Save the date: Official launch of York U’s new Indigenous Studies Program takes place Oct. 17

A new undergraduate degree program at York University that is dedicated to Indigenous Studies is already garnering praise from its inaugural cohort of students says the new program’s coordinator Professor Bonita Lawrence.

Bonita Lawrence

Lawrence and her colleagues thought it would be appropriate to host a formal launch of the Indigenous Studies Bachelor of Arts program to welcome new students and introduce the program to the University community. Everyone is invited to attend. The launch event will take place Wednesday, Oct. 17, from 12 to 4 p.m., in the second-floor conference centre located in the New Student Centre on York University’s Keele Campus. (Organizers do need to receive confirmations from interested community members by no later than Friday, Oct. 12 to help with planning. Click here to RSVP.)

The launch will feature performances by Spirit Wind, a drumming and singing group, traditional Indigenous cuisine and keynote presentations by Indigenous scholars. Delivering the event’s keynote presentations are Wilfrid Laurier University Professor Kathy Absolon, director of the Centre for Indigeogy in the Faculty of Social Work, and Hayden King, director of the Yellowhead Institute, Canada’s first Indigenous-led think tank.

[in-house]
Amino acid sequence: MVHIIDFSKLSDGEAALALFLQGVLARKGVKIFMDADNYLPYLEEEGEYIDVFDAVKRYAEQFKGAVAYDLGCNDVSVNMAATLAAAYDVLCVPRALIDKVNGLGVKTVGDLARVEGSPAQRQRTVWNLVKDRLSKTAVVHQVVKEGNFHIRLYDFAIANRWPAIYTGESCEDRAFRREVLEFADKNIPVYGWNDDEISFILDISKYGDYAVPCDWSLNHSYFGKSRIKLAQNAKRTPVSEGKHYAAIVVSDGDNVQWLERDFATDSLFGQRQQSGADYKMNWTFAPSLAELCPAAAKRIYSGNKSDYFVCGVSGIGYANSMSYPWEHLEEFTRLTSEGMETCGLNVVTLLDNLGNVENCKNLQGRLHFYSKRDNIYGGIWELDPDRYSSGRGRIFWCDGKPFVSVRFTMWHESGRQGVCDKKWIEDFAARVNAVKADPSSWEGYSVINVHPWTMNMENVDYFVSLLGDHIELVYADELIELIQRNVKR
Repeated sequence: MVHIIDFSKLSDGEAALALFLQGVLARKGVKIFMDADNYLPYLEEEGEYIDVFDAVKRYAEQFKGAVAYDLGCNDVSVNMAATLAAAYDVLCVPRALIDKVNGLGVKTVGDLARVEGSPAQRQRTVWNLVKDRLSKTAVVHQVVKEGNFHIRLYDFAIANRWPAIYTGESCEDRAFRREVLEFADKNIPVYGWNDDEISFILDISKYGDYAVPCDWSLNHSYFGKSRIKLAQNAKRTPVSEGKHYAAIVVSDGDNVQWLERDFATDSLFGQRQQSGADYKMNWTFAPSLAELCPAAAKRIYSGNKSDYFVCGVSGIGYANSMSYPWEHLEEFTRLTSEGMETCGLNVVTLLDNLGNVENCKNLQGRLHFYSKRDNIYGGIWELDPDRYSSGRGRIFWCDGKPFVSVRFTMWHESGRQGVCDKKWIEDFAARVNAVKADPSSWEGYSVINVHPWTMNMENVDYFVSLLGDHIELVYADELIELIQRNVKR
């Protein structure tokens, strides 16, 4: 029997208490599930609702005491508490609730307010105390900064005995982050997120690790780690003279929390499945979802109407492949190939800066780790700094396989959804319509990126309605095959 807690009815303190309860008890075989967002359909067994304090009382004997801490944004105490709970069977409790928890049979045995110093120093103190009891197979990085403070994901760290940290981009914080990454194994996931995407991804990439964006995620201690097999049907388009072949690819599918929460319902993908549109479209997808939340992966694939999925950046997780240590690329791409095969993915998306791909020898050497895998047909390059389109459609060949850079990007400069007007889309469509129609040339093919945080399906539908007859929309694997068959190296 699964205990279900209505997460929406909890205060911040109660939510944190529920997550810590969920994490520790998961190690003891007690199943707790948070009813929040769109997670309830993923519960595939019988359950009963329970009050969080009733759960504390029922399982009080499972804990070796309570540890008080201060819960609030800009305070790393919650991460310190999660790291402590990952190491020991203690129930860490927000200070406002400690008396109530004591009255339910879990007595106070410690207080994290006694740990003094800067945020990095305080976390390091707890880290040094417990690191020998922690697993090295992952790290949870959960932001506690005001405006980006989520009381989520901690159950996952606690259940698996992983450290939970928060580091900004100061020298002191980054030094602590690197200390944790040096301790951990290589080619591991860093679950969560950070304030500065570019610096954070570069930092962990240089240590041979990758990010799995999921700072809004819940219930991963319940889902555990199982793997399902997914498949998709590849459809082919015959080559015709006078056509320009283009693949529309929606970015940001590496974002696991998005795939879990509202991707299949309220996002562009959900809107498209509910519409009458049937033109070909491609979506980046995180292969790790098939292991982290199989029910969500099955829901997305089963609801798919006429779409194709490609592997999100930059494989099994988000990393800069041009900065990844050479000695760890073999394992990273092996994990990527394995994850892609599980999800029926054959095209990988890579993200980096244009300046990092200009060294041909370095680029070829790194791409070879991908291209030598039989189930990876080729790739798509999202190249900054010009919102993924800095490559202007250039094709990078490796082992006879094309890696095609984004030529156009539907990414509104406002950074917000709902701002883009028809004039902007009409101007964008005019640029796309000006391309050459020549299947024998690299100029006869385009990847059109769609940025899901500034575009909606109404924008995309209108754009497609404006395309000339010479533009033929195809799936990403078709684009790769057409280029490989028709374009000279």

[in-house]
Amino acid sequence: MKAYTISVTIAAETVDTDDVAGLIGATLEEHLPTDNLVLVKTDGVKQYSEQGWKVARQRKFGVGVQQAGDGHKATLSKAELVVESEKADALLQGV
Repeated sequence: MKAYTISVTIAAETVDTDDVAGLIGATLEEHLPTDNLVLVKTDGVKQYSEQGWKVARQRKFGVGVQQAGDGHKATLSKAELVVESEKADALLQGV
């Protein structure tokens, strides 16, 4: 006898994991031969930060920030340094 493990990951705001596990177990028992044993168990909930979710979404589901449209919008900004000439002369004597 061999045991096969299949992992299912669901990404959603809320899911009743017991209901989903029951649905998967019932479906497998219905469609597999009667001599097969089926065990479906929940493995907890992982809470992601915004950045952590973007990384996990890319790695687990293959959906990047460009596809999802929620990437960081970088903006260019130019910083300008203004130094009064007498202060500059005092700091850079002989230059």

The Indigenous Studies program in the Faculty of Liberal Arts and Professional Studies began offering its first courses in September. The program has a substantial emphasis on experiential learning and provides students with opportunities to engage in culturally based activities or take a placement course in their fourth year. One of the program’s signature courses is Indigenous Spiritualities, which enables students to experience a range of Indigenous ceremonies, from participating in sweat lodges to spring fasting out on the land.

The program is unique because of its focus on urban Native communities, Métis studies and Indigenous-Black relations. “In Toronto, where the majority of Native people are urban based and where ‘Métisness’ is poorly understood, we knew that we needed to address these areas in this program,” says Lawrence, “but it is our focus on Indigenous-Black relations that is quite unique.

“The history of Indigenous-Black relations dates back over 200 years in Nova Scotia; their interactions continue to take place across Canada today,” explains Lawrence.  “We feel that this is an area of Indigenous Studies that is sadly neglected in Canada, and that demands attention.”

Lawrence, who is Mi’kmaw, is Chair of the Department of Equity Studies at York University. Her research and publications have focused primarily on urban, non-status Métis identities, federally unrecognized Aboriginal communities and Indigenous justice. She is the author of Fractured Homeland: Federal Recognition and Algonquin Identity in Ontario (UBC Press, 2012) and “Real” Indians and Others: Mixed-Blood Urban Native People and Indigenous Nationhood (University of Nebraska Press and UBC Press, 2004).

To learn more, visit the Indigenous Studies program website.